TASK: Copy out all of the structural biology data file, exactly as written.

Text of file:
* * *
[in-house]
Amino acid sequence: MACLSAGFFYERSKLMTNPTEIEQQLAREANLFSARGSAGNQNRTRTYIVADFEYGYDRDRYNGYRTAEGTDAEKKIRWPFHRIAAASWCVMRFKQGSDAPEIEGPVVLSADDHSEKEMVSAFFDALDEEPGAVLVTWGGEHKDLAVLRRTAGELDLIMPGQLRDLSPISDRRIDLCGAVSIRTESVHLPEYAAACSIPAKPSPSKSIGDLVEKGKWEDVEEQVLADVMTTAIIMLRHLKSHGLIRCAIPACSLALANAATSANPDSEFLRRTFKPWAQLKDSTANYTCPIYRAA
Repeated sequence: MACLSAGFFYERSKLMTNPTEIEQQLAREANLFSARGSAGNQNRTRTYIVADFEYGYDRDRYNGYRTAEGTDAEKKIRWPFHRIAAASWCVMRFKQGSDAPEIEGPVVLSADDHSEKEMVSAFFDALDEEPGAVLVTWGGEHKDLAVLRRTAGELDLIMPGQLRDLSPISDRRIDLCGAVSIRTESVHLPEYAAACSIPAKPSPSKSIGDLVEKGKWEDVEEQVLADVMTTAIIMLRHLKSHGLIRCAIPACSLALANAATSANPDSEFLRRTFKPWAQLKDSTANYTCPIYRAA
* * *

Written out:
[in-house]
Amino acid sequence: MACLSAGFFYERSKLMTNPTEIEQQLAREANLFSARGSAGNQNRTRTYIVADFEYGYDRDRYNGYRTAEGTDAEKKIRWPFHRIAAASWCVMRFKQGSDAPEIEGPVVLSADDHSEKEMVSAFFDALDEEPGAVLVTWGGEHKDLAVLRRTAGELDLIMPGQLRDLSPISDRRIDLCGAVSIRTESVHLPEYAAACSIPAKPSPSKSIGDLVEKGKWEDVEEQVLADVMTTAIIMLRHLKSHGLIRCAIPACSLALANAATSANPDSEFLRRTFKPWAQLKDSTANYTCPIYRAA
Repeated sequence: MACLSAGFFYERSKLMTNPTEIEQQLAREANLFSARGSAGNQNRTRTYIVADFEYGYDRDRYNGYRTAEGTDAEKKIRWPFHRIAAASWCVMRFKQGSDAPEIEGPVVLSADDHSEKEMVSAFFDALDEEPGAVLVTWGGEHKDLAVLRRTAGELDLIMPGQLRDLSPISDRRIDLCGAVSIRTESVHLPEYAAACSIPAKPSPSKSIGDLVEKGKWEDVEEQVLADVMTTAIIMLRHLKSHGLIRCAIPACSLALANAATSANPDSEFLRRTFKPWAQLKDSTANYTCPIYRAA